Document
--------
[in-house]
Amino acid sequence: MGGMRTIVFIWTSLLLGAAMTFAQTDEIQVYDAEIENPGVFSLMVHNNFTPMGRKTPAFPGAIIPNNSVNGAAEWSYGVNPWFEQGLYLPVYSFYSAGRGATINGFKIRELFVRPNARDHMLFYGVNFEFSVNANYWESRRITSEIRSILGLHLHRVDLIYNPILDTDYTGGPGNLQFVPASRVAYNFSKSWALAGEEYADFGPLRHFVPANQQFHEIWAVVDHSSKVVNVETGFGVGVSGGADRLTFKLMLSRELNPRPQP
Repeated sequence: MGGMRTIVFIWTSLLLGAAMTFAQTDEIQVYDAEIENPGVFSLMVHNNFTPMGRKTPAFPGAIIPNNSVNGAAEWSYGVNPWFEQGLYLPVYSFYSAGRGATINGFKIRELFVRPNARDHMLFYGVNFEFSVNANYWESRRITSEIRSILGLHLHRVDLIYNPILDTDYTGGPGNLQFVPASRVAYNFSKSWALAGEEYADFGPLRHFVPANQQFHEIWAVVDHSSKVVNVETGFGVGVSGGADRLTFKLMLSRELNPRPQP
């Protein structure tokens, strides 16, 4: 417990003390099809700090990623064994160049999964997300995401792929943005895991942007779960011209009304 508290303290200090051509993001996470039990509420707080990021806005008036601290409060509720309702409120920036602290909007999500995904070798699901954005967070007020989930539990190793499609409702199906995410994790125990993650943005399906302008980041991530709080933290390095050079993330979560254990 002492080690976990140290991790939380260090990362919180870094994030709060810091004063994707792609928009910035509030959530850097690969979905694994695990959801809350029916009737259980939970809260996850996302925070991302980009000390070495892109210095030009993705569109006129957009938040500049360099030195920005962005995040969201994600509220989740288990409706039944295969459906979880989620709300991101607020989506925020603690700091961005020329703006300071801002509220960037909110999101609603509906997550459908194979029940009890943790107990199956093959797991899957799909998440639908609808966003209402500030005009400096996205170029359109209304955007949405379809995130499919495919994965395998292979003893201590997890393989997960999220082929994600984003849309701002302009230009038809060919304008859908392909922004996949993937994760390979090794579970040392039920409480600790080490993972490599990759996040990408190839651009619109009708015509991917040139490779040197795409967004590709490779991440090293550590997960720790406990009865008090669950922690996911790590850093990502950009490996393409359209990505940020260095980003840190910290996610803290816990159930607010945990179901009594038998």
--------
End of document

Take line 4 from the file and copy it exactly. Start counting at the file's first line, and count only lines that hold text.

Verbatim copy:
């Protein structure tokens, strides 16, 4: 417990003390099809700090990623064994160049999964997300995401792929943005895991942007779960011209009304 508290303290200090051509993001996470039990509420707080990021806005008036601290409060509720309702409120920036602290909007999500995904070798699901954005967070007020989930539990190793499609409702199906995410994790125990993650943005399906302008980041991530709080933290390095050079993330979560254990 002492080690976990140290991790939380260090990362919180870094994030709060810091004063994707792609928009910035509030959530850097690969979905694994695990959801809350029916009737259980939970809260996850996302925070991302980009000390070495892109210095030009993705569109006129957009938040500049360099030195920005962005995040969201994600509220989740288990409706039944295969459906979880989620709300991101607020989506925020603690700091961005020329703006300071801002509220960037909110999101609603509906997550459908194979029940009890943790107990199956093959797991899957799909998440639908609808966003209402500030005009400096996205170029359109209304955007949405379809995130499919495919994965395998292979003893201590997890393989997960999220082929994600984003849309701002302009230009038809060919304008859908392909922004996949993937994760390979090794579970040392039920409480600790080490993972490599990759996040990408190839651009619109009708015509991917040139490779040197795409967004590709490779991440090293550590997960720790406990009865008090669950922690996911790590850093990502950009490996393409359209990505940020260095980003840190910290996610803290816990159930607010945990179901009594038998």